Sometimes this reaction is permanent; other times you can win back the cat's trust and affection over time. There are also unusual cases where the cat adapts just fine from the beginning. But you can count on having to spend quite a bit of time gaining your new cat's trust, and that takes a special kind of person. It's also important to note that even loving owners may have to give their pets up for reasons beyond their control, and the fact that your adopted serval acts like this probably does not indicate that it has been abused.
If you can accept that your adopted cat may never match most people's idea of a "pet," if you aren't intimidated and won't get your feelings hurt by the fact that he'll spend a lot of time hissing and growling at you fiercely, and if you are skilled at befriending traumatized animals, you might be a good candidate for an adopted serval or other exotic.
Be aware that those involved in coordinating the placement will be very cautious about letting you adopt (especially a large feline) if you are a first-time exotic cat owner. The theory is that raising your first serval from kittenhood is difficult enough, and you just may not be able to cope with the special needs of an adopted feline. The very last thing anyone involved with rescue work wants to see is a cat traumatized by being passed from home to home as each person realizes that they've gotten in over their head.
However, if you can demonstrate that you have the knowledge and committment to whoever is coordinating the placement, you could get approved. Be prepared to present proof that you have any permits required in your area, detailed descriptions of how you plan to care for the cat, pictures or your enclosure and housing, etc.
There are a few things I would like to say on the subject of money. Exotic kittens are quite expensive animals, so it's easy to see how one might want to adopt to save the cost of buying a kitten. Before you commit to this, though, realize that while you save money up front, you will more than pay for that cat in time, effort, and inconvenience. You may also end up spending those dollars you save on vet bills (if the cat can't be handled, he will have to be anesthetized for even routine work....expen$ive!) and on building an enclosure for a cat who doesn't want to live in the house with humans.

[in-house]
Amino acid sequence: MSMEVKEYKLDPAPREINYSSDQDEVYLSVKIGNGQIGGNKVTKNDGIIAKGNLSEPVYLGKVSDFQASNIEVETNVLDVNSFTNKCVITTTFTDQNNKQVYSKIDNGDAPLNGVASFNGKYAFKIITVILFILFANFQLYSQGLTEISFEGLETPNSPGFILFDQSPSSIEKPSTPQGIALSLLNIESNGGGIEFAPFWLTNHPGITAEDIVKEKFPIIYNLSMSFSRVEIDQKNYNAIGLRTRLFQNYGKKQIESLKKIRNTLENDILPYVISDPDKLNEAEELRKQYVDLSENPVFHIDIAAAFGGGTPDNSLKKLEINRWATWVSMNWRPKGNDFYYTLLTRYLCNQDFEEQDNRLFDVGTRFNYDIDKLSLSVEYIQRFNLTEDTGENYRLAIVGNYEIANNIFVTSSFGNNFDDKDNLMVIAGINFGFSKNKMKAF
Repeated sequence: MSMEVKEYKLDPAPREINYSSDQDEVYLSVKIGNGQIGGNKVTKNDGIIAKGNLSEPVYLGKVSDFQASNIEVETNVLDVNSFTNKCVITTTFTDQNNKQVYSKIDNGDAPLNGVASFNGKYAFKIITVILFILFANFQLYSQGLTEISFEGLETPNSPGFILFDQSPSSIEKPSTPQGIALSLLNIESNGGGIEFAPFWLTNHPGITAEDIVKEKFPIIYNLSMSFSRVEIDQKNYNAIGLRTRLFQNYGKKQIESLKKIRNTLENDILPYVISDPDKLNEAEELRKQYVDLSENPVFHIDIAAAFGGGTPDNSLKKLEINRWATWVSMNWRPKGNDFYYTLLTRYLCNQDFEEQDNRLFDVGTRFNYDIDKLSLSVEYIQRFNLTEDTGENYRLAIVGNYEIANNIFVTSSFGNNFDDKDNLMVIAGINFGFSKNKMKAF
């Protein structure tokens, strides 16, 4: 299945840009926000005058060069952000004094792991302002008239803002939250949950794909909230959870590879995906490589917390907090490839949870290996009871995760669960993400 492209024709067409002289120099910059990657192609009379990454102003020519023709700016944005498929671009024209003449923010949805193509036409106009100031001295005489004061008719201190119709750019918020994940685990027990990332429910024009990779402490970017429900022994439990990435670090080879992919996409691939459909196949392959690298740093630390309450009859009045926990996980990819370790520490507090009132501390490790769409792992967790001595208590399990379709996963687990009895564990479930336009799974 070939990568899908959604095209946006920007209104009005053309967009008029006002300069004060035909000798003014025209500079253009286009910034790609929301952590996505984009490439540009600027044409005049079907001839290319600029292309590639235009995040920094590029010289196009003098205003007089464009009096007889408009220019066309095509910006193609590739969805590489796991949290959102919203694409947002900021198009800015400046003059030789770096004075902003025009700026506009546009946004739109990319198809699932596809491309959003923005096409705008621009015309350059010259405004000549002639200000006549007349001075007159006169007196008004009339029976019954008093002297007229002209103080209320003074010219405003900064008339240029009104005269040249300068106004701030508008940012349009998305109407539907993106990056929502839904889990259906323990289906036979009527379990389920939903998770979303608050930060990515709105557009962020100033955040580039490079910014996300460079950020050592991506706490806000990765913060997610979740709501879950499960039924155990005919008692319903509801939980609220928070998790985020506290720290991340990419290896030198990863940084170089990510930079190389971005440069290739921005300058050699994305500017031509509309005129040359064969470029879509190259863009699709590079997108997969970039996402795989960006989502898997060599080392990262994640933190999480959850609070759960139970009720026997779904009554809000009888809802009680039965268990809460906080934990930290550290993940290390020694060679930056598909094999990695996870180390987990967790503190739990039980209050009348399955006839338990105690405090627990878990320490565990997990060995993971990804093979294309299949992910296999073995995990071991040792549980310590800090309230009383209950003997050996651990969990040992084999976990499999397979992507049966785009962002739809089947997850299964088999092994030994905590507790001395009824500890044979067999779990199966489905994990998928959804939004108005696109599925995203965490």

I realize that in some cases the only way one might be able to afford a serval is to adopt one. You don't have to be rich to own a serval, but servals are expensive animals to feed and maintain, and a responsible owner always has resources to cover unexpected vet bills and other expenses. I ended up with a total of about $1,600.00 in vet bills when Sirocco ate a dog toy, and it seems like I end up spending anywhere from $50 to $200 on a fairly regular basis on improvements or repairs to his living areas. If money is the reason you are considering adopting a serval rather than buying a kitten, make sure you really have the resources to be a responsible owner.
On the other side of this, some people getting rid of their exotics decide to try to sell them for hundreds or thousands of dollars. This is just plain silly. The kittens are worth money. The adults (unless they are a proven breeding pair) are not, for all the reasons you read about above. No knowledgable person in their right mind would pay money to go through all of that!